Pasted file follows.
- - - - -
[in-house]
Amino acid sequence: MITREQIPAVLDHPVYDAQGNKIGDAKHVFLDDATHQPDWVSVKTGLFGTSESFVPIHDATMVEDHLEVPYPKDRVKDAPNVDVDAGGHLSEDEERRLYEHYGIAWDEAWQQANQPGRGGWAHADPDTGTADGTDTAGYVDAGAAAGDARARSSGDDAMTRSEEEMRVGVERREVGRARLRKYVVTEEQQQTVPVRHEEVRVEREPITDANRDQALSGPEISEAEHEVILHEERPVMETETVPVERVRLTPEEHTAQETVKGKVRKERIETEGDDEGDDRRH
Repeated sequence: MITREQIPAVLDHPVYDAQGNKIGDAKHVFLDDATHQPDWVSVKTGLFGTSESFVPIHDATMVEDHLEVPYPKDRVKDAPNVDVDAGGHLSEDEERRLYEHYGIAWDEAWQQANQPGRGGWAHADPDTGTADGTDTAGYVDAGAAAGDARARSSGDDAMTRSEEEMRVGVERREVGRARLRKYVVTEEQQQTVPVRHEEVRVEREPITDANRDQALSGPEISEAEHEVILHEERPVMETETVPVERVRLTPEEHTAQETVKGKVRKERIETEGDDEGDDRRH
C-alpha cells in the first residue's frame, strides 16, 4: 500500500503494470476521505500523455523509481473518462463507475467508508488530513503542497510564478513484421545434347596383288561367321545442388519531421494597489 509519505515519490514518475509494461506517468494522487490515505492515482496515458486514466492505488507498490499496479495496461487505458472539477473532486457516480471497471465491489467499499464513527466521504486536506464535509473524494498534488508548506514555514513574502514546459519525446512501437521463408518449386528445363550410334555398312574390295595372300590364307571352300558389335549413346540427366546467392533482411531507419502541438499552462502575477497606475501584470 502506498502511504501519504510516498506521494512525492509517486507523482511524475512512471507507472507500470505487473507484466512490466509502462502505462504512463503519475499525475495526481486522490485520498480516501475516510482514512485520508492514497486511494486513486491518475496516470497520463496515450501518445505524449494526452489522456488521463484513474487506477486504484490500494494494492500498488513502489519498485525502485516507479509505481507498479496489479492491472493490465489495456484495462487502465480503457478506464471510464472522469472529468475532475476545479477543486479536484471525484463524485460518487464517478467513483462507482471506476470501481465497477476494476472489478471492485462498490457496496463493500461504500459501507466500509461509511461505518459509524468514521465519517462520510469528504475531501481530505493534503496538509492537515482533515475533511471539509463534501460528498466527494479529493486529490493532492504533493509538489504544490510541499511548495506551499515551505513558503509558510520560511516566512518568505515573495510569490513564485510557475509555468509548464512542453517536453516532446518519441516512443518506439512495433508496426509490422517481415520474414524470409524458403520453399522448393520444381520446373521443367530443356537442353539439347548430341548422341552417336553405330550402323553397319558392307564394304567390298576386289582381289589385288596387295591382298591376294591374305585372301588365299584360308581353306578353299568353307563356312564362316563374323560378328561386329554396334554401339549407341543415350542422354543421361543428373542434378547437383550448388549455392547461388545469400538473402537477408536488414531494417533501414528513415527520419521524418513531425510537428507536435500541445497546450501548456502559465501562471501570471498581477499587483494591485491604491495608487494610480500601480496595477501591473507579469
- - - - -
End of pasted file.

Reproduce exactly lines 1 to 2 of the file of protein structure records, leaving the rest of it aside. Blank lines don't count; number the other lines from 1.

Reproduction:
[in-house]
Amino acid sequence: MITREQIPAVLDHPVYDAQGNKIGDAKHVFLDDATHQPDWVSVKTGLFGTSESFVPIHDATMVEDHLEVPYPKDRVKDAPNVDVDAGGHLSEDEERRLYEHYGIAWDEAWQQANQPGRGGWAHADPDTGTADGTDTAGYVDAGAAAGDARARSSGDDAMTRSEEEMRVGVERREVGRARLRKYVVTEEQQQTVPVRHEEVRVEREPITDANRDQALSGPEISEAEHEVILHEERPVMETETVPVERVRLTPEEHTAQETVKGKVRKERIETEGDDEGDDRRH